Arab Diplomat Behind UN's Israel 'Apartheid' Report to Get Top Palestinian Honor

The nixed report said Israel established an 'apartheid regime that dominates the Palestinian people' – an accusation never before made by a UN body.

Jack Khoury
Jack Khoury
UN diplomat Rima Khalaf and Palestinian Ambassador to Lebanon Ashraf Dabbour, in Beirut, March 17, 2017. She is holding an Arabic calligraphy that reads 'All the world is Palestine.'
UN diplomat Rima Khalaf and Palestinian Ambassador to Lebanon Ashraf Dabbour, in Beirut, March 17, 2017. She is holding an Arabic calligraphy that reads 'All the world is Palestine.' Credit: Jamal Saidi, Reuters
Jack Khoury
Jack Khoury

Palestinian President Mahmoud Abbas has announced that he will be granting the highest Palestinian honor to a Jordanian diplomat who stepped down on Friday as the head of a UN commission over pressure to withdraw a report accusing Israel of apartheid.

The announcement from the office of the Palestinian president said that he had spoken personally with Rima Khalaf and thanked her for her support for the Palestinian people.

“Khalaf stood by her principles and the principles of international law and refused to remain in [her] position without the freedom of action to disclose the facts and the humanitarian situation in which the Palestinian people are living in under Israeli occupation,” the statement said.

The report for the United Nations Economic and Social Commission for Western Asia (ESCWA), which comprises 18 Arab states, concluded that "Israel has established an apartheid regime that dominates the Palestinian people as a whole."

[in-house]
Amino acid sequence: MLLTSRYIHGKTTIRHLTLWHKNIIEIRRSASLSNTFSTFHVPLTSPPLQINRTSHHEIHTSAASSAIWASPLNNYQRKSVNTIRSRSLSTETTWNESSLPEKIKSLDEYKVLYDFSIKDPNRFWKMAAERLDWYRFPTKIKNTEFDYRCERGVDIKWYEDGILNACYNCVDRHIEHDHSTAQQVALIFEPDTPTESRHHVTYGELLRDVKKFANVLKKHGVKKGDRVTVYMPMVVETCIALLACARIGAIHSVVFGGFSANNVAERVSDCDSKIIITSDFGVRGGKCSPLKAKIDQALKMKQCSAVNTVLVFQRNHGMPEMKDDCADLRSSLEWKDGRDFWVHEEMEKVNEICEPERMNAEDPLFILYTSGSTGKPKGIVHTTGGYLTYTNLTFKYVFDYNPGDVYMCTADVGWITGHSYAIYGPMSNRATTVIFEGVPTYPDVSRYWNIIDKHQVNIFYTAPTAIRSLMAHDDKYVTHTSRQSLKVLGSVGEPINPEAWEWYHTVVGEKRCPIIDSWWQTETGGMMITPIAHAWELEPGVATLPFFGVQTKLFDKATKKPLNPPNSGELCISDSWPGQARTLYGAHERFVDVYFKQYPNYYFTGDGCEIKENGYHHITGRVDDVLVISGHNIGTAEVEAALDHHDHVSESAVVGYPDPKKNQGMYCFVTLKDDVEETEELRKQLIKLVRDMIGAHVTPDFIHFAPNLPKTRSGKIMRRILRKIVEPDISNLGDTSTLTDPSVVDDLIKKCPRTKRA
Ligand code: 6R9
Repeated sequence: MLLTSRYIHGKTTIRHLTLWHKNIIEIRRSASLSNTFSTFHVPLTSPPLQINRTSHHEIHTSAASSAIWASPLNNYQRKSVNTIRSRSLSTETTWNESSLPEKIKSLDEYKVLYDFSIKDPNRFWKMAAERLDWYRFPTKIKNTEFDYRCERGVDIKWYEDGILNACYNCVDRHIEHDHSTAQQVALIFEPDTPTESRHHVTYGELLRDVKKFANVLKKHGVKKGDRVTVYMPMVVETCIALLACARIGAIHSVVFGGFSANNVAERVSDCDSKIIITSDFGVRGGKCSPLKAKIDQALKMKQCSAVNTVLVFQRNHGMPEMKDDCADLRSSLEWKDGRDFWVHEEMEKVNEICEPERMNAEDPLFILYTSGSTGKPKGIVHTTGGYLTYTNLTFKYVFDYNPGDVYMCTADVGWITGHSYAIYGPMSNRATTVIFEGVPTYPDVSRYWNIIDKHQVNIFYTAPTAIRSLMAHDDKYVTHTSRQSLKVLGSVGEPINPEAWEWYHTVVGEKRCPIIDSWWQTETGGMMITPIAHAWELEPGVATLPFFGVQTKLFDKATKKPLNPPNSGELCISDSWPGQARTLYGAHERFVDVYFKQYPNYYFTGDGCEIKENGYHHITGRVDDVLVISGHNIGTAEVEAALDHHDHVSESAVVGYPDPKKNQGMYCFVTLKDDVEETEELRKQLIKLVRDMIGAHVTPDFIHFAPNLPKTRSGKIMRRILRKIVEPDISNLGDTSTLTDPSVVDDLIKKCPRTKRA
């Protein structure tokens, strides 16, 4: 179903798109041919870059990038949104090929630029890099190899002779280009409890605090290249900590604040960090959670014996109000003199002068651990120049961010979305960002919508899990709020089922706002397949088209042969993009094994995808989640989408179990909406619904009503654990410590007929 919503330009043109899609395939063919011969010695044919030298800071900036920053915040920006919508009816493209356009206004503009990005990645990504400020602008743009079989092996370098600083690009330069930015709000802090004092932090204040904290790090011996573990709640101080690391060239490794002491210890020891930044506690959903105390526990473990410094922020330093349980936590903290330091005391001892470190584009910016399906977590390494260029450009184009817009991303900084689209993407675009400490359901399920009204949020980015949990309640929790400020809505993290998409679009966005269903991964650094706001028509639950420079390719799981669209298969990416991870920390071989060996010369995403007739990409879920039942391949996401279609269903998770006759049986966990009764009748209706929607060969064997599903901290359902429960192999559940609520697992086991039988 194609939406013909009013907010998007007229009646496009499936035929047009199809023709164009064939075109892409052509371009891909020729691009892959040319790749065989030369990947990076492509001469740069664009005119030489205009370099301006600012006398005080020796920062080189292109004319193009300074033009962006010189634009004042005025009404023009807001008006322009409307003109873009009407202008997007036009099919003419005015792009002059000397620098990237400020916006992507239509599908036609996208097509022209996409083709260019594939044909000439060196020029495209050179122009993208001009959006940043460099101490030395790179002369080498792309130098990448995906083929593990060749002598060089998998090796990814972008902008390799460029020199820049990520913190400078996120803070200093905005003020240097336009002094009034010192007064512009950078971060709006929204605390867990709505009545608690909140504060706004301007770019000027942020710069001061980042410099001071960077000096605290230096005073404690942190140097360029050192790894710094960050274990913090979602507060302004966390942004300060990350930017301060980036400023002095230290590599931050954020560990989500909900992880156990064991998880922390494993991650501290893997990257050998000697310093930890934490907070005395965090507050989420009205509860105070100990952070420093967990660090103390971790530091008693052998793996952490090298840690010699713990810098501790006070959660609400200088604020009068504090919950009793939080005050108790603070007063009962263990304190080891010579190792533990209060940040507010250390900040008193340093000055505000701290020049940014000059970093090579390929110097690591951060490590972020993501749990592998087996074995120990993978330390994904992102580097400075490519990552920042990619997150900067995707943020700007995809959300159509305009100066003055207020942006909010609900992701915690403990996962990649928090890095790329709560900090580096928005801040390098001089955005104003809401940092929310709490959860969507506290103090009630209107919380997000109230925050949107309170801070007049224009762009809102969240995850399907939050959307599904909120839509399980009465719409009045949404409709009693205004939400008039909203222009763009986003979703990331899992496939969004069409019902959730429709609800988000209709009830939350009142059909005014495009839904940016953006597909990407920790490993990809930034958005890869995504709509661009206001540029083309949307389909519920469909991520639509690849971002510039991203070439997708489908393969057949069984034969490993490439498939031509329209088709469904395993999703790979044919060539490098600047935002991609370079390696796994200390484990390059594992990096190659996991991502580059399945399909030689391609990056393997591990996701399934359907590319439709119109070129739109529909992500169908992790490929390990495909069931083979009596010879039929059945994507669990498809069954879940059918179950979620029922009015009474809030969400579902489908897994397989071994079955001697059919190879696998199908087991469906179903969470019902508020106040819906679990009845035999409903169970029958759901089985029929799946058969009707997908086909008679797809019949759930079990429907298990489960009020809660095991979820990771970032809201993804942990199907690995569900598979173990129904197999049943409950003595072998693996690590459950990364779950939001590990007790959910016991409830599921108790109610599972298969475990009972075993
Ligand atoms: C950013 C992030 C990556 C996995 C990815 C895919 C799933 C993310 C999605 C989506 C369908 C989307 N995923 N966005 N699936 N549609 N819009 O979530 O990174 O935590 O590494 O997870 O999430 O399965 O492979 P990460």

The accusation – often directed against Israel by its critics – has never before been made by a United Nations body.

Khalaf resigned from her position as the executive-secretary of the Lebanon-based commission after UN Secretary-General Antonio Guterres asked that the controversial report be remove from the agency's website.

Khalaf stood by the report, calling it the "first of its kind" from a UN agency that sheds light on "the crimes that Israel continues to commit against the Palestinian people, which amount to war crimes against humanity."

UN spokesman Stephane Dujarric said the report was published without prior consultation with the UN secretariat.

Israel's UN envoy Danny Danon thanked Guterres for demanding the report's withdrawal, saying that "the time has come to put an end to those using their status within the UN to promote anti-Israel activity.

"Khalaf has for years worked to harm Israel and to promote the BDS and she should have left her role a long time ago."

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